In the first three paragraphs this formation of the hexagram is explained; it is a symbol of the mutual separation of the Holy Guardian Angel and his client. In the interlocking is indicated the completion of the work.

I believe that the first few lines correspond to the two possible forms of the Star Sapphire. "Plunge from the height, O God, and interlock with Man" refers to cosmic realization. "O God" refers to the Qabalistic parts of the soul that reside above the Abyss, which descend to interlock with the Ruach of the Master of the Temple.

Likewise, "Plunge from the height, O Man, and interlock with Beast" refers to transpersonal realization, in which the full Ruach of the Adept, spanning the Veil of Paroketh from Chesed to Yesod, interlocks with the Nephesh or animal soul that corresponds to Malkuth. This may be one reason that "The Vision of the Holy Guardian Angel or of Adonai" is the mystical vision associated with that particular sphere.

The image of the Holy Hexagram given here is straightforward. It consists of a downwards-pointing red triangle and an upwards-pointing blue triangle, and the two are interlocked. Thus, the figure is that of the Hexagram of Earth or Star of David, just like the Golden Dawn Hexagram of Nature. The only difference is the inversion of red and blue on the two triangles. Both the Hexagram of Nature and the Holy Hexagram are shown and labeled as such in the image at the top of this article.

A number of commenters have suggested that the Star Sapphire should use the same hexagrams as the Lesser Ritual of the Hexagram, but this does not make sense. While all of the "lesser hexagrams" are made up of two triangles, only in the case of the Hexagram of Earth do they interlock. And the Lesser Hexagram of Fire does not even include a downward-pointing triangle.

Likewise, others have suggested the unicursal hexagram rather than the Hexagram of Earth, but while the unicursal hexagram interlocks, it is not made up of two triangles so the commentary does not apply. The Hexagram of Earth is the only figure that fits both qualifications, and therefore I am convinced that it is the figure that should be traced to all four directions. (But see my update at the bottom - according to OTO archives, Crowley did teach the Holy Hexagram as unicursal to Charles Stansfield Jones. So this assertion appears to be incorrect on my part.)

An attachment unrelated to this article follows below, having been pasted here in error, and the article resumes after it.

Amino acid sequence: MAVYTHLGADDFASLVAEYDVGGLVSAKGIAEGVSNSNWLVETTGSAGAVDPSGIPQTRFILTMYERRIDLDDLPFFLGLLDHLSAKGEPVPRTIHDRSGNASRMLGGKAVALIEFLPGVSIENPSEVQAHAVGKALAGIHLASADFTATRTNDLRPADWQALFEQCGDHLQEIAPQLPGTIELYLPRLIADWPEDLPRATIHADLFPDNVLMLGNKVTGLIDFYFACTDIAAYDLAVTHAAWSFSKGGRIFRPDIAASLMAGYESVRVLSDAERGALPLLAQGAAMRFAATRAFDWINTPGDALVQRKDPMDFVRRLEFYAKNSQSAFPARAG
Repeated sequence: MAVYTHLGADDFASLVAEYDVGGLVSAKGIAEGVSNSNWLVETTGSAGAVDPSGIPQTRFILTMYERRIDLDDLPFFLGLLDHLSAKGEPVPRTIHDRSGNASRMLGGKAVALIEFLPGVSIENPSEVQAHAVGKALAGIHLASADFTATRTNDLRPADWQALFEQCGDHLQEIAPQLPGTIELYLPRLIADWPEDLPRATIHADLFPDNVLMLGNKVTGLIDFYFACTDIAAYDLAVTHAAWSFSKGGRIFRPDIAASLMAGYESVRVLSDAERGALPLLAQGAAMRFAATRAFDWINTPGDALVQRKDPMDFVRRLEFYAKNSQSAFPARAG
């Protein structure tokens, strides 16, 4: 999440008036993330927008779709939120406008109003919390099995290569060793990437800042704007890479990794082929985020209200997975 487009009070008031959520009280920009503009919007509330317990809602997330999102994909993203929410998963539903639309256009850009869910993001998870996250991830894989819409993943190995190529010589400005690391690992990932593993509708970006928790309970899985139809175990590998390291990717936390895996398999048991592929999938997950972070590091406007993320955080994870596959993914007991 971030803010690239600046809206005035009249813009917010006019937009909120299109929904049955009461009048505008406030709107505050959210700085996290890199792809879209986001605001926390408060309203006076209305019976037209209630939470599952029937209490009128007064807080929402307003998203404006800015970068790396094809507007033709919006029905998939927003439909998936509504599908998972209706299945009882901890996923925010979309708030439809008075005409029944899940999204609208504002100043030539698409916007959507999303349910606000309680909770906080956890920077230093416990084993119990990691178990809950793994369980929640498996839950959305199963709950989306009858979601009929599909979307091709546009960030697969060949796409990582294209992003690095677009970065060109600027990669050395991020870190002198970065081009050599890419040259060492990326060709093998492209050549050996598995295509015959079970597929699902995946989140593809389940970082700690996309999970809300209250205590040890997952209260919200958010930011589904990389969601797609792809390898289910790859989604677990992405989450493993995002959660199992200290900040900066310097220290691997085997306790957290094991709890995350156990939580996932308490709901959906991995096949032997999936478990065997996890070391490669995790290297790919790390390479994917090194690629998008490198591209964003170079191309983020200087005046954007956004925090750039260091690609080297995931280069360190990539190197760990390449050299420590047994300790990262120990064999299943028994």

Let him go round to the South, make the Holy Hexagram and say: Mater et Filius unus deus Ararita.

Let him go round to the West, make the Holy Hexagram and say: Filius et Filia unus deus Ararita.

Let him go round to the North, make the Holy Hexagram and say: Filia et Pater unus deus Ararita.

The four phrases mean "Father and Mother are one god ARARITA," "Mother and Son are one god ARARITA," "Son and Daughter are one god ARARITA," and "Daughter and Father are one god ARARITA." ARARITA is the same word of power used in the Lesser Ritual of the Hexagram, and represents unification. It is a Notariqon or acronym for a Hebrew phrase that translates to "One is His Beginning, One is His Individuality, His Permutation is One" or something similar.

In effect, what this means is that the cross-quarters of the ritual, starting in the northeast, would be associated with these figures following the order of the letters of Tetragrammaton.

Father - Yod - Northeast
Mother - Heh - Southeast
Son - Vav - Southwest
Daughter - Heh final - Northwest

The progression follows this order, and concludes with the unification of Father and Daughter. That is, as Crowley writes elsewhere, "the daughter shall be placed upon the throne of the father." Returning to the East thus completes the circle.

The starting point for the Hexagram of Earth is the top point, so that it is traced like the Hexagram of Saturn. It is a reasonable interpretation to trace from the top point for all four hexagrams, but I have introduced a variation related to the use of the cup of wine, since the wand represents the active polarity and the cup the receptive polarity.